Academics write 'literature reviews', and talk about 'logical space'. I wonder if there's any way to literally map out the existing literature, with nodes and connections, to provide an explicit representation of our communal knowledge? Two kinds of map would be especially valuable: one displaying the chronological unfolding of the literature, in terms of which papers are responding to which other papers (this should be relatively easy to construct); the other would look deeper and attempt to map logical space itself, and the way various arguments and positions are related, regardless of who put them forward or when (though this data should also be included, as a reference aid).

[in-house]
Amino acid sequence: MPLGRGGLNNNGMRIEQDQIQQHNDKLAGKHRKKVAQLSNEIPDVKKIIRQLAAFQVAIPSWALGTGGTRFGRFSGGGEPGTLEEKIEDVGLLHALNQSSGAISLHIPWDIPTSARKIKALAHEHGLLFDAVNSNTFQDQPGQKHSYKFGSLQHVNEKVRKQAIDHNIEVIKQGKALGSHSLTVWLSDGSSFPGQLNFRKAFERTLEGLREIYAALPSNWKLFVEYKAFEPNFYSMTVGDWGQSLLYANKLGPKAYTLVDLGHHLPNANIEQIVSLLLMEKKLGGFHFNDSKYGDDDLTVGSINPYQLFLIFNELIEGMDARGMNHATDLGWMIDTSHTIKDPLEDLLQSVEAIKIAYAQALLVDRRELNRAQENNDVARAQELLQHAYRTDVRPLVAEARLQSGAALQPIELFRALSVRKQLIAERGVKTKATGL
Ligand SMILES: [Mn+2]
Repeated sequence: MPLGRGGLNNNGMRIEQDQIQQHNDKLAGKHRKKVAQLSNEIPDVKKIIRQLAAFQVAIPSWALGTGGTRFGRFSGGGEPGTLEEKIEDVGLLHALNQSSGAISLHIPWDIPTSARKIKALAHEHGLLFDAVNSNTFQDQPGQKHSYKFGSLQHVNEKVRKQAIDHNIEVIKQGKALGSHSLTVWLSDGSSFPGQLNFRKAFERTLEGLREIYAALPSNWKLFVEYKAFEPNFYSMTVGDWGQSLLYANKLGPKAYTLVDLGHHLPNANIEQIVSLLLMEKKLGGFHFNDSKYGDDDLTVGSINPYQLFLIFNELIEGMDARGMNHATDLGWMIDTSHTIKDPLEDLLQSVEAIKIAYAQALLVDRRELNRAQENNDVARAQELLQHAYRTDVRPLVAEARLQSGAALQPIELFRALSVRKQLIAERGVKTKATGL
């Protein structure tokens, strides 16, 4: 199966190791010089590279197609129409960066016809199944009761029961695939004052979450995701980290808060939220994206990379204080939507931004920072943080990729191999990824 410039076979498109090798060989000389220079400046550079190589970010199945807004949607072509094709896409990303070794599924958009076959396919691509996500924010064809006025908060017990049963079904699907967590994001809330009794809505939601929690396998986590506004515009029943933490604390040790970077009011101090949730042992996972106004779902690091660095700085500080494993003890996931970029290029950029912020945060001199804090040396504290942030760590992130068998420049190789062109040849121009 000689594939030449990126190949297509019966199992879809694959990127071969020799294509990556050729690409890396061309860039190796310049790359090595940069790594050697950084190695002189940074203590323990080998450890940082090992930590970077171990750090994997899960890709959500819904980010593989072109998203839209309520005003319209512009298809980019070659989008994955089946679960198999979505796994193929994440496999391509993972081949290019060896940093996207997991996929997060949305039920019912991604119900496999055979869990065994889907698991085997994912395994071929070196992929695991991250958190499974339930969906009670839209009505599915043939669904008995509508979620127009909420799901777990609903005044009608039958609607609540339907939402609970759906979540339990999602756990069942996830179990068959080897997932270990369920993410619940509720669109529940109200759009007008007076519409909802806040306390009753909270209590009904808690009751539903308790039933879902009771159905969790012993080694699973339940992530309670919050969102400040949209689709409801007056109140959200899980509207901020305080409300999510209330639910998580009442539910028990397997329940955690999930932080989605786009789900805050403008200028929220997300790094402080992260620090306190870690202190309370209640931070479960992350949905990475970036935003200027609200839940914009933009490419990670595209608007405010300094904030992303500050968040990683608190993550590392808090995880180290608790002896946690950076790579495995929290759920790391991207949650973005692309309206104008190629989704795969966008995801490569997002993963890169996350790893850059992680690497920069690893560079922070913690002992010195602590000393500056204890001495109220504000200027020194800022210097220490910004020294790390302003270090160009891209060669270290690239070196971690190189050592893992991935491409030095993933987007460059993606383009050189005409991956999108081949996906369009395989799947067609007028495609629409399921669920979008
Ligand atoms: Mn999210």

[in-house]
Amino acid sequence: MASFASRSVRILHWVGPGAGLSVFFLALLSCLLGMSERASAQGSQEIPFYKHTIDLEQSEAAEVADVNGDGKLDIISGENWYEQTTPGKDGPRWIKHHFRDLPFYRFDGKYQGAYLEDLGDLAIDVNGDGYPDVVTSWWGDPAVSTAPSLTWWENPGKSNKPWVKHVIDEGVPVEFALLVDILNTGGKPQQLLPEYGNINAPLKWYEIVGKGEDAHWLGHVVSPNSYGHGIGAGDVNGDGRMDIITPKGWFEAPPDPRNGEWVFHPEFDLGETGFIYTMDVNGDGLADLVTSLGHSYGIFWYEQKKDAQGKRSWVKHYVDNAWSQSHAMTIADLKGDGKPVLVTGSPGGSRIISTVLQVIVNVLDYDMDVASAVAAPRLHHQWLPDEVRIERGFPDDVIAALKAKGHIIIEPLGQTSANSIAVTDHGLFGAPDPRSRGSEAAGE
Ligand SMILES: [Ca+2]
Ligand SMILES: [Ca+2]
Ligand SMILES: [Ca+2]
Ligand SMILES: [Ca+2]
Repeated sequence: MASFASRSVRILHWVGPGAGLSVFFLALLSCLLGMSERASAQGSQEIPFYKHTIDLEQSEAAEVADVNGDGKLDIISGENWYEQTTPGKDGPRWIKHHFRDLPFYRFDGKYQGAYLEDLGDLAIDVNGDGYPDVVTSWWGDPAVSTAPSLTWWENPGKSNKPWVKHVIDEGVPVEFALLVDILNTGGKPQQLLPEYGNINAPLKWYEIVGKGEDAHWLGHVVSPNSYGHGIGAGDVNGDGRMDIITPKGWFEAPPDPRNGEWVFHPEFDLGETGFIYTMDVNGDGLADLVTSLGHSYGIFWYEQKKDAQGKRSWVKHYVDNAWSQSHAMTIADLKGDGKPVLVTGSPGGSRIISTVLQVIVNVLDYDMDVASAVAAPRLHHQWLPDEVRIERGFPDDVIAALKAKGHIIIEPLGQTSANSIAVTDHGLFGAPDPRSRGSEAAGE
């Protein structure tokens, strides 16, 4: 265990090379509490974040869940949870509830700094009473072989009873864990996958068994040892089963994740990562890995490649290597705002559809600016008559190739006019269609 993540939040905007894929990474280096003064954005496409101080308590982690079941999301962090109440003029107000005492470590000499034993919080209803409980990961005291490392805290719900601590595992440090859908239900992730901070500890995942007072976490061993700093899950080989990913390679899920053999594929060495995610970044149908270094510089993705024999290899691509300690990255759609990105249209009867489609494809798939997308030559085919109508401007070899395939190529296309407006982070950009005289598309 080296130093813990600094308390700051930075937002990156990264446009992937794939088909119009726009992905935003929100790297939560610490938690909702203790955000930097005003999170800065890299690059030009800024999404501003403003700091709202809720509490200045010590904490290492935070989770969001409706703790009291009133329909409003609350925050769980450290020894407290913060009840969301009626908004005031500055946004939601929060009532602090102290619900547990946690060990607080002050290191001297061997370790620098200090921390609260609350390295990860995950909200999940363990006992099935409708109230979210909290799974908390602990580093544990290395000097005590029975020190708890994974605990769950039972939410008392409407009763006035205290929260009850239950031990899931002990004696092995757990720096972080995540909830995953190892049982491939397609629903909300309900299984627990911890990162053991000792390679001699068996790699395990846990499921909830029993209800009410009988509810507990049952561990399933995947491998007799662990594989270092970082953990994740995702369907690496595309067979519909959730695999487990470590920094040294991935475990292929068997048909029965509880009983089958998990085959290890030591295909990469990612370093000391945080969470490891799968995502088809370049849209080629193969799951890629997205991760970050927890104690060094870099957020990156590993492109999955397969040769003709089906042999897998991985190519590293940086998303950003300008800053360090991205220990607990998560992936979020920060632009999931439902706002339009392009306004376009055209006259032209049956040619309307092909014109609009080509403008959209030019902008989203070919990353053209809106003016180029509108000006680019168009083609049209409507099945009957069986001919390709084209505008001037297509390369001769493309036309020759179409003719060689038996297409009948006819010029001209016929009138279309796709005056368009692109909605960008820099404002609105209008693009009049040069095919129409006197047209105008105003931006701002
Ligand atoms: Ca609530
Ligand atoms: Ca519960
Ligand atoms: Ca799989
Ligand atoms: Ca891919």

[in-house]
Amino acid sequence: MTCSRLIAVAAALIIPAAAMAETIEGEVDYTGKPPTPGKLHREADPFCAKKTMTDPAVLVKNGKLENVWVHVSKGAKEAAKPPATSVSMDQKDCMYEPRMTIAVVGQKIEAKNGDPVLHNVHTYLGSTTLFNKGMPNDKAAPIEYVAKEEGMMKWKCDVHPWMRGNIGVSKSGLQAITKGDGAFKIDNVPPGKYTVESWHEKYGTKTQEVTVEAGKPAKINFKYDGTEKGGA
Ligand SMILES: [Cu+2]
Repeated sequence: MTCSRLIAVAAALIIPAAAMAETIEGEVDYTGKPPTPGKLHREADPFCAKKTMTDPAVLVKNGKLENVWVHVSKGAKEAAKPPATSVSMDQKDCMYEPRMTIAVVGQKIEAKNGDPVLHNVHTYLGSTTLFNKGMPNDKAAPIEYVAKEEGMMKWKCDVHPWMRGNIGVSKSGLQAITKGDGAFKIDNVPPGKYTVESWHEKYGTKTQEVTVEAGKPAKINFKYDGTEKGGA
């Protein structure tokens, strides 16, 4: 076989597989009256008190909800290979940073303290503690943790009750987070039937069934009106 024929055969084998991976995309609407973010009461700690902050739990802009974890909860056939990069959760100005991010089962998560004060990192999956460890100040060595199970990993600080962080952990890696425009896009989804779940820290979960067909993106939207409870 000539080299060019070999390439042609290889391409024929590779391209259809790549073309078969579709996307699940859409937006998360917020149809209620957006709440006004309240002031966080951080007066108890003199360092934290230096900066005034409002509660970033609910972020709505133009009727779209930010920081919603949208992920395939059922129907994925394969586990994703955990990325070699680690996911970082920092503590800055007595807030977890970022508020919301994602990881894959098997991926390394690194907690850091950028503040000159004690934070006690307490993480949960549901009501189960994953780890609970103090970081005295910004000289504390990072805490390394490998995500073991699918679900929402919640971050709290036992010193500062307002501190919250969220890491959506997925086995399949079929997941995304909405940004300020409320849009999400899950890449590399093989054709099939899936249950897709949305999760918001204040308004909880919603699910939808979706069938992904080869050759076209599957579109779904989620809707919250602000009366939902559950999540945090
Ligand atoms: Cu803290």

It would be a Herculean task, and no individual philosopher is in a position to codify the sum knowledge of the entire academic community. But it seems susceptible to chunking, and thus possible to construct gradually through wiki-style peer production. (Any Ph.D. could convert the 'literature review' from their dissertation, and authors could fill in the details for their own papers as they are published.)
It's the sort of thing which would be difficult to get off the ground, but once the 'tipping point' is reached, it could be extraordinarily valuable. (Or so it seems to me. What do you think?)
Perhaps the main challenge (in principle) is to work out exactly how to standardize the represented information. How, exactly, does one go about converting a literature review into a formal map? (Presumably not any old citation is substantial enough to qualify as a connection, but where do you draw the line? Is there any principled way to do this?)